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Hypotonic versus isotonic maintenance fluids in critically ill children: a multicenter prospective randomized study.

Abstract

AIM
Study the influence of hypotonic (HT) and isotonic (IT) maintenance fluids in the incidence of dysnatraemias in critically ill children.
METHODS
Prospective, randomized study conducted in three paediatric intensive care units (PICU). One hundred and twenty-five children requiring maintenance fluid therapy were included: 62 received HT fluids (50-70 mmol/L tonicity) and 63 IT fluids (156 mmol/L tonicity). Age, weight, cause of admission, sodium and fluid intake, and diuresis were collected. Blood electrolytes were measured on admission, 12 and 24 h later.
RESULTS
Blood sodium levels at 12 h were 133.7±2.7 mmol/L in HT group vs. 136.8±3.5 mmol/L in IT group (p=0.001). Adjusted for age, weight and sodium level at PICU admission, the blood sodium values of patients receiving HT fluids decrease by 3.22 mmol/L (CI: 4.29/2.15)(p=0.000). Adjusted for age, weight and hyponatraemia incidence at admission, patients receiving HT fluids increased the risk of hyponatraemia by 5.8-fold (CI: 2.4-14.0) during the study period (p=0.000).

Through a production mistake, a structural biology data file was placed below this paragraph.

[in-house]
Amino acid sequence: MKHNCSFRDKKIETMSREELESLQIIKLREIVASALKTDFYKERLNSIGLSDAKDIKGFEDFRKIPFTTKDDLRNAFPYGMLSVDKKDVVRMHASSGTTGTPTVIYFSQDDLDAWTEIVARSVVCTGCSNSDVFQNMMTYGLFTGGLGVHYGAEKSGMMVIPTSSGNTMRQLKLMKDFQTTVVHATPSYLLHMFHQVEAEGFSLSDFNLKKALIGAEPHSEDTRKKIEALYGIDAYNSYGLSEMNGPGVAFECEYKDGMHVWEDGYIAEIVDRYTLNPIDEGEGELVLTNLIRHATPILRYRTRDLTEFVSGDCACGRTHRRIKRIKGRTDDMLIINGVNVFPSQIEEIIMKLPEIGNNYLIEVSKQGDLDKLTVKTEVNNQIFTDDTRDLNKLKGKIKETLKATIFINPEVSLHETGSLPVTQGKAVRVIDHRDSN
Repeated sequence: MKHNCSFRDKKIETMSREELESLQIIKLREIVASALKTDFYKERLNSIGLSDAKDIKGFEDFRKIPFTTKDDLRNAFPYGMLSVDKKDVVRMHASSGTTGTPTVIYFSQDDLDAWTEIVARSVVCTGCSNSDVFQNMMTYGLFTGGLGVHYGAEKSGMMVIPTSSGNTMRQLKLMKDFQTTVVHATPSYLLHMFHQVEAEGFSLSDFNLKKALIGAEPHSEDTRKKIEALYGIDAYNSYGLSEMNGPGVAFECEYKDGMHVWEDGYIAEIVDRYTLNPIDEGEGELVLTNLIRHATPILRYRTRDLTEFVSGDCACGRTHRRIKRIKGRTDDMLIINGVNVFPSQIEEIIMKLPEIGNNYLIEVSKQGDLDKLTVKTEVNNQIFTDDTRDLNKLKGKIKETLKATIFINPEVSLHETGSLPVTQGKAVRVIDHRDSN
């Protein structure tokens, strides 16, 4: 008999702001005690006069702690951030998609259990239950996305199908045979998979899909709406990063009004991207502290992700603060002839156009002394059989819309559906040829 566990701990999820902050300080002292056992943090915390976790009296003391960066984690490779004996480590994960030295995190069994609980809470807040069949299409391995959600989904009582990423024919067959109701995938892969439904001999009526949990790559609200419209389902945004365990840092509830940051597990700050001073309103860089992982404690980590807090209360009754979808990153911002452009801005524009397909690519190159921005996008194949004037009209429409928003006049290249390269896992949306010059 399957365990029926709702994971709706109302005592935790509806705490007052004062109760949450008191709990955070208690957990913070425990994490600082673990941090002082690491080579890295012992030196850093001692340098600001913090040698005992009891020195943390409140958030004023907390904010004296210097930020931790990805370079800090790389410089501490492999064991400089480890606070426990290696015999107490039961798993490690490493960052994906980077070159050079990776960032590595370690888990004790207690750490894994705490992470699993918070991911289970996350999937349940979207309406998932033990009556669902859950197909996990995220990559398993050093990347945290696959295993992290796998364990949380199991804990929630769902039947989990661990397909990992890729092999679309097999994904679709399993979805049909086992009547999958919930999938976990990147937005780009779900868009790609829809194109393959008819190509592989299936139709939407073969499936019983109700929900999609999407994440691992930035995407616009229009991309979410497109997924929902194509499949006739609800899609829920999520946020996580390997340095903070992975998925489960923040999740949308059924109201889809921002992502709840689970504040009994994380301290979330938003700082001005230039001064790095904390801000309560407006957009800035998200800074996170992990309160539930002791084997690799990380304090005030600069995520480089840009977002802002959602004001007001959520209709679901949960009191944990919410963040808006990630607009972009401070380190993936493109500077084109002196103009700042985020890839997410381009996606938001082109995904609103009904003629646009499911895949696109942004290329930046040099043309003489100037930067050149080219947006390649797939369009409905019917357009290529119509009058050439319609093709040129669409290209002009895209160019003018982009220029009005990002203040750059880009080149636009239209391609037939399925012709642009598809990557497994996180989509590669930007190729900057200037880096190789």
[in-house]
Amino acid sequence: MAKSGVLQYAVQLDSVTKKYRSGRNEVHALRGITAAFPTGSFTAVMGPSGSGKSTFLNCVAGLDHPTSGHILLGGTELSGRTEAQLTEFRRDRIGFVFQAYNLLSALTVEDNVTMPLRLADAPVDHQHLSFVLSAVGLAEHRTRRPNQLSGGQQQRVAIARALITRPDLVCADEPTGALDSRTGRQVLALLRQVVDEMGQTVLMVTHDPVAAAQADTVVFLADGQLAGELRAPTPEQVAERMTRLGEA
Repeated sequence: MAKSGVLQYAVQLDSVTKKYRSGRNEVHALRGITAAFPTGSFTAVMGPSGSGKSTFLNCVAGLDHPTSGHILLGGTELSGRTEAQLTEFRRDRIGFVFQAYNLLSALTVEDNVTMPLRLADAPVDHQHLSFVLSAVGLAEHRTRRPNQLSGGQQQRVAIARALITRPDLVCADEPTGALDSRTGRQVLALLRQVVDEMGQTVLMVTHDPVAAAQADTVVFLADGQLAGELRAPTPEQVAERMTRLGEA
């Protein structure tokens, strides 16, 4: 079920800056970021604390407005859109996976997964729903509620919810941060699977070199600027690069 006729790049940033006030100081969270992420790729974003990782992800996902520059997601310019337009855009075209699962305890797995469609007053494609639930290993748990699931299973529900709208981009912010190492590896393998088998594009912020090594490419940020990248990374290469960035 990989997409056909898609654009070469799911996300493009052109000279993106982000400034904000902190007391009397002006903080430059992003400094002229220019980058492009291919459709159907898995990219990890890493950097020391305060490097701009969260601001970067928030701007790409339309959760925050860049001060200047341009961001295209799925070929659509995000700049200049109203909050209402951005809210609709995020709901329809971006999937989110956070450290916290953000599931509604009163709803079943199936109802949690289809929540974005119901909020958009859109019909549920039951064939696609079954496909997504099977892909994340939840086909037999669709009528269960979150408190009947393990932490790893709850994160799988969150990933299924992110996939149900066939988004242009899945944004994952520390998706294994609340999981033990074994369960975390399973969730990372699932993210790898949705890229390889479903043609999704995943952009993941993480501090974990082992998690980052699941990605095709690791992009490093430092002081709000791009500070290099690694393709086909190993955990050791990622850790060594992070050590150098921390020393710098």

CONCLUSIONS
Hypotonic maintenance fluids increase the incidence of hyponatraemia because they decrease blood sodium levels in normonatraemic patients. IT maintenance fluids do not increase the incidence of dysnatraemias and should be considered as the standard maintenance fluids.

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  • Publisher Full Text
  • Authors

    Rey C, Los-Arcos M, Hernández A, Sánchez A, Díaz JJ, López-Herce J

    Source

    Acta paediatrica (Oslo, Norway : 1992) 100:8 2011 Aug pg 1138-43

    MeSH

    Child
    Critical Illness
    Fluid Therapy
    Humans
    Hyponatremia
    Hypotonic Solutions
    Infusions, Intravenous
    Intensive Care Units, Pediatric
    Isotonic Solutions

    Pub Type(s)

    Comparative Study
    Journal Article
    Multicenter Study
    Randomized Controlled Trial

    Language

    eng

    PubMed ID

    21352357